Mothers are perceived as "soft" because all they are soft. Once a woman has a child, all of her mental energy and focus goes to the baby. She loses interest in current events. She loses her edge. She's no longer driven. She treats her job as a necessary evil to keep food on the table and diapers on the baby, and nothing more. It's not her focus anymore and it is certainly no longer a priority.
I have never met a mother who worked harder than a non-parent. I've seen some moms who work just as hard, but never harder. I have seen many moms who simply don't pull their weight once they have kids. I've been one of the people who's had to pick up the slack because a co-worker mom left early yet again for this doctor's appointment, or that school meeting.
I take offense to the idea that mothers have "real-life issues" to deal with, so they get down to business and get the job done. Yet another attempt to portray motherhood as the only true way to "have a life". If having a husband, household, bills, pets, extended family, friends, career and multiple interests is not a "life", than what is it?
I am all for "family-friendliness" when it comes to the work place, but the problem is, family friendliness doesn't usually extend to the needs of single and childfree workers. How often do we see parents accommodated with flexibility in time off and leaving early and catered to as though their every waking moment is a priority, yet when a single or childfree person requests the same courtesy for the things that are important to her, she is denied? "Family friendly" should be changed to "employee friendly". All employees should be given the same amount of flexibility to deal with personal or family issues that arise, whether they concern children, pets, partners, ailing parents or whatever.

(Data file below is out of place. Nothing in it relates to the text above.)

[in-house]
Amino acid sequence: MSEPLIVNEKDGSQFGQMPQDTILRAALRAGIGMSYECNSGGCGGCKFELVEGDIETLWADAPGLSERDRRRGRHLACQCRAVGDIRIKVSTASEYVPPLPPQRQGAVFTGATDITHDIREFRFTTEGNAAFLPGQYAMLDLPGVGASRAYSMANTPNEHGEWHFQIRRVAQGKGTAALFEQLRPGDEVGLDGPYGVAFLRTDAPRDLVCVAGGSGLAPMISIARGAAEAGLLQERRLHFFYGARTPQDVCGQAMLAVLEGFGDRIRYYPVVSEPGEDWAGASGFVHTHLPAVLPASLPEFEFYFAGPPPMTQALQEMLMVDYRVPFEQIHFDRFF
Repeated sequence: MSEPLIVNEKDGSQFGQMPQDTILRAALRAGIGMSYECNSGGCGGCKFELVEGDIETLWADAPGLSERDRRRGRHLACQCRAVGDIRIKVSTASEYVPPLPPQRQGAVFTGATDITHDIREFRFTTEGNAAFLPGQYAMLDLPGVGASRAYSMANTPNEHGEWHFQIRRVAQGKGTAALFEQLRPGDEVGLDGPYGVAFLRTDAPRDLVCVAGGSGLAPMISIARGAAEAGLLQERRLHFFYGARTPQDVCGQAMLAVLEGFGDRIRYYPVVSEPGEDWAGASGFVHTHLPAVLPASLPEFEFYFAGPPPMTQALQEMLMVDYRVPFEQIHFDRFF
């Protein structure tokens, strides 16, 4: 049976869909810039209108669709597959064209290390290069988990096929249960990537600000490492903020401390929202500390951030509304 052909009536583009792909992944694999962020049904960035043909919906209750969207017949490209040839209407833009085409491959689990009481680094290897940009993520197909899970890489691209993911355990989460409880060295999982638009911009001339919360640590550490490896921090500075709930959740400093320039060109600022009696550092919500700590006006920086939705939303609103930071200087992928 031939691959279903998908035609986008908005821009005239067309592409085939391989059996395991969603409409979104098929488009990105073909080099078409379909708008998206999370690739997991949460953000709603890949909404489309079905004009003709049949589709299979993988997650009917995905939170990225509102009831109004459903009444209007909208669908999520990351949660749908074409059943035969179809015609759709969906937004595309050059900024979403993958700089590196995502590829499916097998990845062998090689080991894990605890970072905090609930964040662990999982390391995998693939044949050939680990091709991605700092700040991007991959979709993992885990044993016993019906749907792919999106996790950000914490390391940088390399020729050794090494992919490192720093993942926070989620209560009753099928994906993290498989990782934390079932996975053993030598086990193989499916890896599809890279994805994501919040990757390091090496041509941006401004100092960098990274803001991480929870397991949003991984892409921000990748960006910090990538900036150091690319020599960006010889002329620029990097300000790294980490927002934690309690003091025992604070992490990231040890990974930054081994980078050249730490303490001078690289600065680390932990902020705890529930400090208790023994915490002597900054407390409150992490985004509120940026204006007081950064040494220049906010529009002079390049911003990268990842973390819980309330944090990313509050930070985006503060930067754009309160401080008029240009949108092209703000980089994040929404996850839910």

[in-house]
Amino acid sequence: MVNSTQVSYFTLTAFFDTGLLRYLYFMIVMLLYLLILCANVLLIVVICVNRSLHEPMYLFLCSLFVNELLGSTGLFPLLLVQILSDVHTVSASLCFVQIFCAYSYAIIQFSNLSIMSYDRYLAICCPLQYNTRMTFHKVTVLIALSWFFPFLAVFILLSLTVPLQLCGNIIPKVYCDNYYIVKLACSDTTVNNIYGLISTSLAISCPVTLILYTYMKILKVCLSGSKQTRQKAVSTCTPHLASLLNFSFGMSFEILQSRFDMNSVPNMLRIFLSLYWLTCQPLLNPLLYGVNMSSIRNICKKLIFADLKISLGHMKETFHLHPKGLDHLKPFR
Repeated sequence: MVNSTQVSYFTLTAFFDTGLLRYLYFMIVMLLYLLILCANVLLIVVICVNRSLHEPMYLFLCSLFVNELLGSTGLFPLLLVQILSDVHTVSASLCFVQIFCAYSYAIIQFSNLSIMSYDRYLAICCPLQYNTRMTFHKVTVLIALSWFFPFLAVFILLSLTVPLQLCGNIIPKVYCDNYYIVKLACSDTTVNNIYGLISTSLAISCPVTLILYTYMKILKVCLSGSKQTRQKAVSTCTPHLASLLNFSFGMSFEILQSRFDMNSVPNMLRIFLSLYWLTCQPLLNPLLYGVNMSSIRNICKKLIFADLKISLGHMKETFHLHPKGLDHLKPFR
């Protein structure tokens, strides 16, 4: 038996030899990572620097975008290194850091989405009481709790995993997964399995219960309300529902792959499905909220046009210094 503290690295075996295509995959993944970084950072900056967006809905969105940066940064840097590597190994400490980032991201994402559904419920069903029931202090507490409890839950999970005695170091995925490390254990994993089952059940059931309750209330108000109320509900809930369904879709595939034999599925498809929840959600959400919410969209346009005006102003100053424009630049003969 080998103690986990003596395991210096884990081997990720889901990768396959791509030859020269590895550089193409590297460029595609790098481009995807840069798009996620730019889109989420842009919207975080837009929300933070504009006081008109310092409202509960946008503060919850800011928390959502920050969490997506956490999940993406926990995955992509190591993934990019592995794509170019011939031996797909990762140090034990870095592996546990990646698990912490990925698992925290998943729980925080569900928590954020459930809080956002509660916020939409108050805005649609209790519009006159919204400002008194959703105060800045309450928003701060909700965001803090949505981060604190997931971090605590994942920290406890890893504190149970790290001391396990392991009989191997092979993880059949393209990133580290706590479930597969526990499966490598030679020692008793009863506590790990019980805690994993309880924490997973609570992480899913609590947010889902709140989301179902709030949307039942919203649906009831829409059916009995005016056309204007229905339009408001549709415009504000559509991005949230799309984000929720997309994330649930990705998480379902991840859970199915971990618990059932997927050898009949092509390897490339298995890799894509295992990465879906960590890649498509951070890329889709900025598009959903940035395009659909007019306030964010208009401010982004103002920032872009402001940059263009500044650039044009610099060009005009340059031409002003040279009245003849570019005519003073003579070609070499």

I am a boss. I am also a woman without kids and I try to be "employee friendly". On several occasions I have been told by my staff that I am the "best boss they ever had." I think my childfree status makes me more compassionate to my staff because I know what it feels like to be discriminated against in the workplace - to be assumed to "have no life" because I don't have children at home, to be assumed to have all the free time in the world to stay late, fill in for the absent moms, when the truth I have a very full and active life and multiple obligations. So I try to be fair to all employees, regardless of their home situation. If one of my employees needs to leave early to take her dog to the vet, I have no problem with it. If another employee's child has a doctor visit, I am fine with it. My objective is: be fair and offer the same flexibility to all employees. In exchange, I expect my staff will not take advantage and abuse the situation.
My feeling about a national child care policy is this: If a couple wants to have a child, that's great, but before doing so, they should figure out who will take care of the child, who will work, who will stay at home and how all of this will be paid for. Having a child is a choice, it's not a necessity for life, so I do not agree that the nation as a whole should pay for and accommodate the choice of people who want the lifestyle of having kids. If I decide to purchase a home (another lifestyle choice), should I expect there to be a national policy that provides assistance to me in making my monthly mortgage payments? If I decide to pursue a graduate degree, should there be a national policy that requires a company to hold my job for 2 years while I go to school? I don't think so. So why should having a child be any different? It's a choice, people. If you don't like the negative impact that having a child has on your career, think twice before you have one.